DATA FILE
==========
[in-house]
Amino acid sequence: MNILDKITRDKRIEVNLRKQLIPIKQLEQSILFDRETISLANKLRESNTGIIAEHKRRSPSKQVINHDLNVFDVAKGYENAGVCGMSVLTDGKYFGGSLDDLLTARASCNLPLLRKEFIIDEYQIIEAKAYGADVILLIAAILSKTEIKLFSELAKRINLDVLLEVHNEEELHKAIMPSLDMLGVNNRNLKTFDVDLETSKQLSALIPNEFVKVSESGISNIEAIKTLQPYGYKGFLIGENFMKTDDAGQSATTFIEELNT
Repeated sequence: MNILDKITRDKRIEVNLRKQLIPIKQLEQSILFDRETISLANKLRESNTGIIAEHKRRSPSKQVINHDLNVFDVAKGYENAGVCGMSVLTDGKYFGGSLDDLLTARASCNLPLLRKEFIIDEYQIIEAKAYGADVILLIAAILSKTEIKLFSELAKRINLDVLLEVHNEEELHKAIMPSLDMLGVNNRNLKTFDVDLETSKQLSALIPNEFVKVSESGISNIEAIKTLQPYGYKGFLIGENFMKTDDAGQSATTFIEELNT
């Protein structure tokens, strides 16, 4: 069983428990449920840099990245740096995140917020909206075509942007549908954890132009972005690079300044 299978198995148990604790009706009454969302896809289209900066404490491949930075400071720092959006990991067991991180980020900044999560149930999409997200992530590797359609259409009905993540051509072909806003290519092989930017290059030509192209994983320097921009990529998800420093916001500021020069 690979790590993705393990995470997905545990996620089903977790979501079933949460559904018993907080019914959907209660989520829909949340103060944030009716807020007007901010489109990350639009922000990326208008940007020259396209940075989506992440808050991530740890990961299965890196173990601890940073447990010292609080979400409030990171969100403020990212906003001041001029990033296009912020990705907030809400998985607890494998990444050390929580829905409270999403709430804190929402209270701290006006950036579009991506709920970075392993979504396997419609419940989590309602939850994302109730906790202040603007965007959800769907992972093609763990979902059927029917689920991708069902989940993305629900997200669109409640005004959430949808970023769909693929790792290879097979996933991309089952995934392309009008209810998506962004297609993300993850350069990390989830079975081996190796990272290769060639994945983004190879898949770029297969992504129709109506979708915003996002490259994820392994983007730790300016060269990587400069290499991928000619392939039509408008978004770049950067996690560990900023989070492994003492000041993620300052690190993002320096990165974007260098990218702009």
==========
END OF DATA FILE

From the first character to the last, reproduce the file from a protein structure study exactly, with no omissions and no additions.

[in-house]
Amino acid sequence: MNILDKITRDKRIEVNLRKQLIPIKQLEQSILFDRETISLANKLRESNTGIIAEHKRRSPSKQVINHDLNVFDVAKGYENAGVCGMSVLTDGKYFGGSLDDLLTARASCNLPLLRKEFIIDEYQIIEAKAYGADVILLIAAILSKTEIKLFSELAKRINLDVLLEVHNEEELHKAIMPSLDMLGVNNRNLKTFDVDLETSKQLSALIPNEFVKVSESGISNIEAIKTLQPYGYKGFLIGENFMKTDDAGQSATTFIEELNT
Repeated sequence: MNILDKITRDKRIEVNLRKQLIPIKQLEQSILFDRETISLANKLRESNTGIIAEHKRRSPSKQVINHDLNVFDVAKGYENAGVCGMSVLTDGKYFGGSLDDLLTARASCNLPLLRKEFIIDEYQIIEAKAYGADVILLIAAILSKTEIKLFSELAKRINLDVLLEVHNEEELHKAIMPSLDMLGVNNRNLKTFDVDLETSKQLSALIPNEFVKVSESGISNIEAIKTLQPYGYKGFLIGENFMKTDDAGQSATTFIEELNT
């Protein structure tokens, strides 16, 4: 069983428990449920840099990245740096995140917020909206075509942007549908954890132009972005690079300044 299978198995148990604790009706009454969302896809289209900066404490491949930075400071720092959006990991067991991180980020900044999560149930999409997200992530590797359609259409009905993540051509072909806003290519092989930017290059030509192209994983320097921009990529998800420093916001500021020069 690979790590993705393990995470997905545990996620089903977790979501079933949460559904018993907080019914959907209660989520829909949340103060944030009716807020007007901010489109990350639009922000990326208008940007020259396209940075989506992440808050991530740890990961299965890196173990601890940073447990010292609080979400409030990171969100403020990212906003001041001029990033296009912020990705907030809400998985607890494998990444050390929580829905409270999403709430804190929402209270701290006006950036579009991506709920970075392993979504396997419609419940989590309602939850994302109730906790202040603007965007959800769907992972093609763990979902059927029917689920991708069902989940993305629900997200669109409640005004959430949808970023769909693929790792290879097979996933991309089952995934392309009008209810998506962004297609993300993850350069990390989830079975081996190796990272290769060639994945983004190879898949770029297969992504129709109506979708915003996002490259994820392994983007730790300016060269990587400069290499991928000619392939039509408008978004770049950067996690560990900023989070492994003492000041993620300052690190993002320096990165974007260098990218702009």